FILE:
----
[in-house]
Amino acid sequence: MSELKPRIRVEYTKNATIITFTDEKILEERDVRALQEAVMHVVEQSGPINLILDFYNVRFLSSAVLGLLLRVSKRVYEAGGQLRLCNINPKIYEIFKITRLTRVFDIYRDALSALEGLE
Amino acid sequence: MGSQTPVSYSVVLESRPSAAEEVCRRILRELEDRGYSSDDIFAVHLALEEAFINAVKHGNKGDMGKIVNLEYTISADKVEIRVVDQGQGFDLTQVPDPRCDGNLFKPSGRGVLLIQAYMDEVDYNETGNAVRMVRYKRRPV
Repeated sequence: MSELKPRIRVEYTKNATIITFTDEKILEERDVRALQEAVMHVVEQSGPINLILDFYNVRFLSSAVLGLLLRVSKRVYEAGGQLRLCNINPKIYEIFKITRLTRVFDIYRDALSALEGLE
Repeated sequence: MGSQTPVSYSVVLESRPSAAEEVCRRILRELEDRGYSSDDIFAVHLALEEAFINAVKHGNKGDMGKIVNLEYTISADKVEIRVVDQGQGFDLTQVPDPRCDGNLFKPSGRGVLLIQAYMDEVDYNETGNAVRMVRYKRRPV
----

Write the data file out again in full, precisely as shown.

[in-house]
Amino acid sequence: MSELKPRIRVEYTKNATIITFTDEKILEERDVRALQEAVMHVVEQSGPINLILDFYNVRFLSSAVLGLLLRVSKRVYEAGGQLRLCNINPKIYEIFKITRLTRVFDIYRDALSALEGLE
Amino acid sequence: MGSQTPVSYSVVLESRPSAAEEVCRRILRELEDRGYSSDDIFAVHLALEEAFINAVKHGNKGDMGKIVNLEYTISADKVEIRVVDQGQGFDLTQVPDPRCDGNLFKPSGRGVLLIQAYMDEVDYNETGNAVRMVRYKRRPV
Repeated sequence: MSELKPRIRVEYTKNATIITFTDEKILEERDVRALQEAVMHVVEQSGPINLILDFYNVRFLSSAVLGLLLRVSKRVYEAGGQLRLCNINPKIYEIFKITRLTRVFDIYRDALSALEGLE
Repeated sequence: MGSQTPVSYSVVLESRPSAAEEVCRRILRELEDRGYSSDDIFAVHLALEEAFINAVKHGNKGDMGKIVNLEYTISADKVEIRVVDQGQGFDLTQVPDPRCDGNLFKPSGRGVLLIQAYMDEVDYNETGNAVRMVRYKRRPV